Agency: Bartle Bogle Hegarty
Olympus, the Japanese camera brand, has been grabbing headlines for the past month - for all the wrong reasons. It all kicked off on 14 October, when its British chief executive, Michael Woodford, was fired over 'management issues'.
He didn't go quietly, telling the world his sacking was as a result of raising questions about irregular fees paid during acquisitions a few years earlier. A mere $1bn was the sum involved.
The resulting global media coverage led to a massive dent in Olympus' share price, falling from Yen2492 the day before the scandal broke to Yen484 a month later.
The company has now admitted wrongdoing, but the unpleasant headlines will continue as fraud investigators across the world look into the case.
While the quality of Olympus' products and services are not being questioned, it is not hard to see how such a volatile management situation and the defensive action now needed, could lead the tech brand to take its eye off the ball. The critical factor will be whether corporate malaise spills over into a wider distrust of the brand.
Corporate reputation is a tough issue for marketers. While a crisis involving a product will damage sales, in the short term at least, do consumers care about trouble in the boardroom?
We asked Mark Jones, editorial director of customer publisher Cedar, which produces the award-winning Nikon Pro magazine, and former LG Electronics group marketing director Paul Trueman, now head of marketing, UK and Ireland, at MasterCard.
- Two industry experts on how Olympus can put its products back in focus
MARK JONES, EDITORIAL DIRECTOR, CEDAR
In Japan, honour and trust in corporations are matters of concern for the whole population. In the UK, it's hard to see how a row over corporate governance at Olympus will affect the sales of consumer electronics. The readers of Stuff magazine tend not to be those who study the Financial Times' Lex column.
All the same, this publicity, albeit negative, shines a light on the brand and gives us the chance to ask: where the hell have you been?
I can't talk about Olympus' endoscopic, ultrasound, electrocautery and endotherapy equipment, but I can talk cameras. I've just bought an Olympus PEN E-PLI, a gorgeous thing with retro styling hiding an innovative Micro Four Thirds system. I can take magazine-cover standard shots on a camera half the size of my digital SLR.
It was also reduced by £200 on Amazon - and that's the story of Olympus: great styling, innovative products - but forced into the discounting shadows by big brands.
A techie mate asked what car I drove.
I said a Volvo XC60. He said: 'Great design, you get a lot more for your price - but it's not an Audi Q5 or a BMW X3.'
That's Olympus: great products - but it's not Nikon or Canon.
We know what Olympus is not. What it is - other than a dysfunctional corporation seemingly in meltdown - is something it needs to define, and quickly.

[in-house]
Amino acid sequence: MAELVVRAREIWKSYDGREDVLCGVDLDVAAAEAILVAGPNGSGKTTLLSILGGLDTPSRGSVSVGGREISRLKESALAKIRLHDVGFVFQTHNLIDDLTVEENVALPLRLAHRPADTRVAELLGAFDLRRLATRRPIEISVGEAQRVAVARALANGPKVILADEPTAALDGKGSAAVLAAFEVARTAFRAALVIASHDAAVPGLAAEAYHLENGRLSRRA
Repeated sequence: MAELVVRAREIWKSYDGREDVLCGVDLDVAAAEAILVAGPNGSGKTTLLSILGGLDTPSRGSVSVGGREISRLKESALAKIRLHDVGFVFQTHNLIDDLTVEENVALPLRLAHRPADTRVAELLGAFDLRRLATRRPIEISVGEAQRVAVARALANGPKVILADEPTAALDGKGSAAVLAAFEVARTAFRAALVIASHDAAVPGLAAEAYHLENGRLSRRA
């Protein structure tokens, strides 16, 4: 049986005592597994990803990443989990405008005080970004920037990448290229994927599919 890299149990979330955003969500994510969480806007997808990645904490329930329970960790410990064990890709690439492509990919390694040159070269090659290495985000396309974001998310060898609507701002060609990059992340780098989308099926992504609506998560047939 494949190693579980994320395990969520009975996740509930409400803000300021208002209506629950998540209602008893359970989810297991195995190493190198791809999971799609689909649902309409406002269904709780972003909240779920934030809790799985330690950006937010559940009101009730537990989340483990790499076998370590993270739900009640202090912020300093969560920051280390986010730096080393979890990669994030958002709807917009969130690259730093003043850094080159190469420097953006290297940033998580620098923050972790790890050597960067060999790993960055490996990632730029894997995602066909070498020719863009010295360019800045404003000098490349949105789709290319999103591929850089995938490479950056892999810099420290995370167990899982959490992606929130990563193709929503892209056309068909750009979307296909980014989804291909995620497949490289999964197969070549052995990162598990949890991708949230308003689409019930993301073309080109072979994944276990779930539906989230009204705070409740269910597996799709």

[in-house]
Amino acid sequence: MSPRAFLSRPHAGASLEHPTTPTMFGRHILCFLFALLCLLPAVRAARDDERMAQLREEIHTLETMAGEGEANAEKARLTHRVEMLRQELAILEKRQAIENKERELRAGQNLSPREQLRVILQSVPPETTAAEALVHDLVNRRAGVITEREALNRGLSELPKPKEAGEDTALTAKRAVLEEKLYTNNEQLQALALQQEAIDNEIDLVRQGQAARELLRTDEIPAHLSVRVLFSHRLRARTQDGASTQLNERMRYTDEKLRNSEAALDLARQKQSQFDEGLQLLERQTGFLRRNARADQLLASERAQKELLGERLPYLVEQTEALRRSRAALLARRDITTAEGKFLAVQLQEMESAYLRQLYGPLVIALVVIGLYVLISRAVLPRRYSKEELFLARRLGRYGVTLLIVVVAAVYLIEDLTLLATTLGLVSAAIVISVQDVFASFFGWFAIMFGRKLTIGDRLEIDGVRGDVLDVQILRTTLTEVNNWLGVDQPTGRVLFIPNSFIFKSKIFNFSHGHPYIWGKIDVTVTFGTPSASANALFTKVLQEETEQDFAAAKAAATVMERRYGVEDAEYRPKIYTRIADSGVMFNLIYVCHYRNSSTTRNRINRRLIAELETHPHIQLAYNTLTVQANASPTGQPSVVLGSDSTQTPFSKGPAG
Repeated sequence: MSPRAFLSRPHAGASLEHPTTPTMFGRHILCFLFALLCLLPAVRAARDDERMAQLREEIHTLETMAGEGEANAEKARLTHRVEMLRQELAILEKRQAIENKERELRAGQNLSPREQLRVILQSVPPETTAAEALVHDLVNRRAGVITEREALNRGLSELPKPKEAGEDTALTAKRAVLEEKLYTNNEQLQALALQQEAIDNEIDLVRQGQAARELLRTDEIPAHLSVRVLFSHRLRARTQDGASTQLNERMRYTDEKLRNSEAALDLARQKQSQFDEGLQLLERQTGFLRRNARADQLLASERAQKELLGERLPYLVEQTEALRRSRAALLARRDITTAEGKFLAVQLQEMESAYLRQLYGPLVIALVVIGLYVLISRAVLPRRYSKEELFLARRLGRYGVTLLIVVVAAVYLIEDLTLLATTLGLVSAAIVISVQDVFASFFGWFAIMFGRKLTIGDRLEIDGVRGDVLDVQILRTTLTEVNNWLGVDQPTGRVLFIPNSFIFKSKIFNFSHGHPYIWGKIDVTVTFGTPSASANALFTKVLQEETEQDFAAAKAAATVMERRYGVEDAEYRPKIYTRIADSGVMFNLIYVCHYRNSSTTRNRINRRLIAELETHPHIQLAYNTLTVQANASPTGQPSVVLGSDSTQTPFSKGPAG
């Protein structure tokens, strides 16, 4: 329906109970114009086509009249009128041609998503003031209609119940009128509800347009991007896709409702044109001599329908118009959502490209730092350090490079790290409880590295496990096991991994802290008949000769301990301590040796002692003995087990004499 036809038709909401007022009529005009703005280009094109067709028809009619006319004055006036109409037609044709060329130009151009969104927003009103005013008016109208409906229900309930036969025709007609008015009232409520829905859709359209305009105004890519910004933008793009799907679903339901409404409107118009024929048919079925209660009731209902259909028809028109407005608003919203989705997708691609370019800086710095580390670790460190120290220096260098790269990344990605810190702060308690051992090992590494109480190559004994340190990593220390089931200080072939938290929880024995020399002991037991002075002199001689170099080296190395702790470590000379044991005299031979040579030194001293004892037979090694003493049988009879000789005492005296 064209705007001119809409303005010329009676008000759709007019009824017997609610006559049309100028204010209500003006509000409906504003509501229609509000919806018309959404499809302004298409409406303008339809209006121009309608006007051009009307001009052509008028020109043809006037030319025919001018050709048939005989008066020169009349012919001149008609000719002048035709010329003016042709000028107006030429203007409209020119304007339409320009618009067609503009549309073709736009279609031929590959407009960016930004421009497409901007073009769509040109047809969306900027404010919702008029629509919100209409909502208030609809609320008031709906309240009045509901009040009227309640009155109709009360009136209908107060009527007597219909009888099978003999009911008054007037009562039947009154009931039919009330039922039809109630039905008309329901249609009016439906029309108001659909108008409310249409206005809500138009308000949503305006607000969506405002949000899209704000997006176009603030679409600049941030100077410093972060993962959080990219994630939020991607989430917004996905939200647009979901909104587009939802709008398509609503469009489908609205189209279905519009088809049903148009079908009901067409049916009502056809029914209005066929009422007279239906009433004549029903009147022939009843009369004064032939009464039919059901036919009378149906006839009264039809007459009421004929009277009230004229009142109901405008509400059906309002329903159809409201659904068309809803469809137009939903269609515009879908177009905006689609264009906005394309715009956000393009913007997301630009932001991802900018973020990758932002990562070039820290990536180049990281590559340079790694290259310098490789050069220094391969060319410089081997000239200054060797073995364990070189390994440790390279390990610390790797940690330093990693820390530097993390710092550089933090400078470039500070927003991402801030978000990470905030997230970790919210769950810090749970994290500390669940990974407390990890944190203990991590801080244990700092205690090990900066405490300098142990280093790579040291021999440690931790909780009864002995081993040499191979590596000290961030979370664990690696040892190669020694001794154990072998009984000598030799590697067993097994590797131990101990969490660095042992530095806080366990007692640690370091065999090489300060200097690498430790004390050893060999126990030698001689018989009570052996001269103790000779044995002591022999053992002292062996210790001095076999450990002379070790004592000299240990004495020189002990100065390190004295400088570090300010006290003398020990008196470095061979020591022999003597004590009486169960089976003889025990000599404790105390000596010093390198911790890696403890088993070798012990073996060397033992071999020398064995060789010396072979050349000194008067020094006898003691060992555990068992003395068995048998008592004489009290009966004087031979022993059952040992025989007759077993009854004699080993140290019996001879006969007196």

- Target the female and fashion markets - the pros and geeks are already with your competitors and the PEN will look great in an Anya Hindmarch bag.
- Be consistent in your marketing - the excellent Kevin Spacey PEN ad was allowed to disappear without trace.
- Look up David Bailey's phone number.
PAUL TRUEMAN, HEAD OF MARKETING, UK AND IRELAND, MASTERCARD
With a brand, reputation is everything, just ask Gerald Ratner. When Olympus fired chief executive Michael Woodford after he made public a potential fraud, the Japanese company initially denied it, then admitted that $1.4bn had been diverted via Cayman Island advisers.
Questions were bound to be asked of the values of the company and ability of the board to manage. Today Olympus is worth 20% of its pre-scandal value. Its viability seems to rest on the markets' evaluation of the likely scale of the penalty that will be imposed on it.
Consumers, however, are not so easy to please. People choose brands based on trust and affinity; this is due, in no small part, to hard-fought-for and long-protected reputation. Olympus is a big name in cameras, but will the scandal lead consumers to desert? Maybe a more appropriate question is: do consumers care enough about Olympus?
For very different reasons, Toyota also found its reputation under fire a few years ago. Today it is looking relatively healthy, but I'm sure it was not an easy road to recovery for the world's biggest car brand.
- Make sure that there are no more scandals in the wings. The business can't execute a recovery strategy with such surprises around, especially when the media will be focused on it.
- Return to focus on the core of what makes Olympus good: great product that delivers great performance. The recent launch of the Olympus PEN camera may have seemed like poor timing. However, if properly handled, this can be turned into an opportunity to focus attention on what's great about the brand: quality and innovation in products.
This article was first published on marketingmagazine.co.uk